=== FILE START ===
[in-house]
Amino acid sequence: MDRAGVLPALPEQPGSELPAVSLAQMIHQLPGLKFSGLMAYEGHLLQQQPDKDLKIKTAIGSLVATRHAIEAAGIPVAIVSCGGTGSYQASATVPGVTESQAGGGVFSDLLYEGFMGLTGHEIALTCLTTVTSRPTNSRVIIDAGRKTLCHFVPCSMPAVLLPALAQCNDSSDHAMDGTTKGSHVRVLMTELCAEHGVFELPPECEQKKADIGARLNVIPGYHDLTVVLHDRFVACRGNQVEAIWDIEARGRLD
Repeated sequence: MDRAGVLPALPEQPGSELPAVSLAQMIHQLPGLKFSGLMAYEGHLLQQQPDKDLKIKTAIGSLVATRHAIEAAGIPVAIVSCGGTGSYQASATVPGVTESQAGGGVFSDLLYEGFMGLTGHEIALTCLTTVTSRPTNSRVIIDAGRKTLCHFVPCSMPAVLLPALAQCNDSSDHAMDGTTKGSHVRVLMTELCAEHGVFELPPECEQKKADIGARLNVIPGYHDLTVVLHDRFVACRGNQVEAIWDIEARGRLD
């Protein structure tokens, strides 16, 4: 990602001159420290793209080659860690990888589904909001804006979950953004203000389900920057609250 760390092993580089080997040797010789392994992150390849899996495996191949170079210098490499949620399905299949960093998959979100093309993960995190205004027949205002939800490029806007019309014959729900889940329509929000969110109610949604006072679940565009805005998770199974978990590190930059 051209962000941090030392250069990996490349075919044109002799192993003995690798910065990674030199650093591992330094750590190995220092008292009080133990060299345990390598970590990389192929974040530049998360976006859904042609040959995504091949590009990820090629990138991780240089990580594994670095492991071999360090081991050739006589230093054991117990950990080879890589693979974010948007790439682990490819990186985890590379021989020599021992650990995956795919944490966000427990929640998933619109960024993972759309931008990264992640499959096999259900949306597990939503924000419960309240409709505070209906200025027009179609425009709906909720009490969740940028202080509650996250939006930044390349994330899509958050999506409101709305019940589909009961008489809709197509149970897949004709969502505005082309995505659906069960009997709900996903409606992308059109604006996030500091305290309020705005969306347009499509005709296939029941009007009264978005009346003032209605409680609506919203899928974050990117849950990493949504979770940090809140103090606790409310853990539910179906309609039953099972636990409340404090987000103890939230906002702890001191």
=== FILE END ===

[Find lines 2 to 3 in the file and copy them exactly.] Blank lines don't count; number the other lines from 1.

Amino acid sequence: MDRAGVLPALPEQPGSELPAVSLAQMIHQLPGLKFSGLMAYEGHLLQQQPDKDLKIKTAIGSLVATRHAIEAAGIPVAIVSCGGTGSYQASATVPGVTESQAGGGVFSDLLYEGFMGLTGHEIALTCLTTVTSRPTNSRVIIDAGRKTLCHFVPCSMPAVLLPALAQCNDSSDHAMDGTTKGSHVRVLMTELCAEHGVFELPPECEQKKADIGARLNVIPGYHDLTVVLHDRFVACRGNQVEAIWDIEARGRLD
Repeated sequence: MDRAGVLPALPEQPGSELPAVSLAQMIHQLPGLKFSGLMAYEGHLLQQQPDKDLKIKTAIGSLVATRHAIEAAGIPVAIVSCGGTGSYQASATVPGVTESQAGGGVFSDLLYEGFMGLTGHEIALTCLTTVTSRPTNSRVIIDAGRKTLCHFVPCSMPAVLLPALAQCNDSSDHAMDGTTKGSHVRVLMTELCAEHGVFELPPECEQKKADIGARLNVIPGYHDLTVVLHDRFVACRGNQVEAIWDIEARGRLD